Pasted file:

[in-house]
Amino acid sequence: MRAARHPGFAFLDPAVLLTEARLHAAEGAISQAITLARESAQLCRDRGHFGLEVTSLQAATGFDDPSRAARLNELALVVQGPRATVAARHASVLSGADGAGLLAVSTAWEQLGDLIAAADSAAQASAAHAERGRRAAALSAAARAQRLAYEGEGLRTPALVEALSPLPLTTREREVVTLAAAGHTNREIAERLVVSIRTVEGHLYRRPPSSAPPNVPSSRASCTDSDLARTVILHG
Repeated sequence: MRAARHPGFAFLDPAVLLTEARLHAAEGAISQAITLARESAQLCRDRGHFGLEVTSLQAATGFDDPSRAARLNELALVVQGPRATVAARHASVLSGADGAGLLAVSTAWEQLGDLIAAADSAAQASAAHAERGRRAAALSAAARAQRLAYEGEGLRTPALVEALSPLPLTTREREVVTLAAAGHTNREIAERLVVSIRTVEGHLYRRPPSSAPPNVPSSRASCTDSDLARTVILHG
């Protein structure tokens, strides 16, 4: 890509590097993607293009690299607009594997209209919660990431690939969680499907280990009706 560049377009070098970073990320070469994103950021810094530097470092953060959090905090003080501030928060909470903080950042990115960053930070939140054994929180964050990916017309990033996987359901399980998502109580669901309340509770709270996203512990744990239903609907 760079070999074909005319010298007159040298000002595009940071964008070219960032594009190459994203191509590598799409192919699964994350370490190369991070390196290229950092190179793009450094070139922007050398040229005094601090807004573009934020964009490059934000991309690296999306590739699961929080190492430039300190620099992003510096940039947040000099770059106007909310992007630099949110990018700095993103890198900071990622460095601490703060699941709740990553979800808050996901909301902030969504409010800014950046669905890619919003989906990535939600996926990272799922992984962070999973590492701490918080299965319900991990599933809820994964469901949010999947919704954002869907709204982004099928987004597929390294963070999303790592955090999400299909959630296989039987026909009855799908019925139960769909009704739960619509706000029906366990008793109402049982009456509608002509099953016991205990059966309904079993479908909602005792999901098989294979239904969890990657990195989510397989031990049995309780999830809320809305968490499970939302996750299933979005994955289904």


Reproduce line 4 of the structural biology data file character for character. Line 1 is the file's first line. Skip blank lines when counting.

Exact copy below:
């Protein structure tokens, strides 16, 4: 890509590097993607293009690299607009594997209209919660990431690939969680499907280990009706 560049377009070098970073990320070469994103950021810094530097470092953060959090905090003080501030928060909470903080950042990115960053930070939140054994929180964050990916017309990033996987359901399980998502109580669901309340509770709270996203512990744990239903609907 760079070999074909005319010298007159040298000002595009940071964008070219960032594009190459994203191509590598799409192919699964994350370490190369991070390196290229950092190179793009450094070139922007050398040229005094601090807004573009934020964009490059934000991309690296999306590739699961929080190492430039300190620099992003510096940039947040000099770059106007909310992007630099949110990018700095993103890198900071990622460095601490703060699941709740990553979800808050996901909301902030969504409010800014950046669905890619919003989906990535939600996926990272799922992984962070999973590492701490918080299965319900991990599933809820994964469901949010999947919704954002869907709204982004099928987004597929390294963070999303790592955090999400299909959630296989039987026909009855799908019925139960769909009704739960619509706000029906366990008793109402049982009456509608002509099953016991205990059966309904079993479908909602005792999901098989294979239904969890990657990195989510397989031990049995309780999830809320809305968490499970939302996750299933979005994955289904």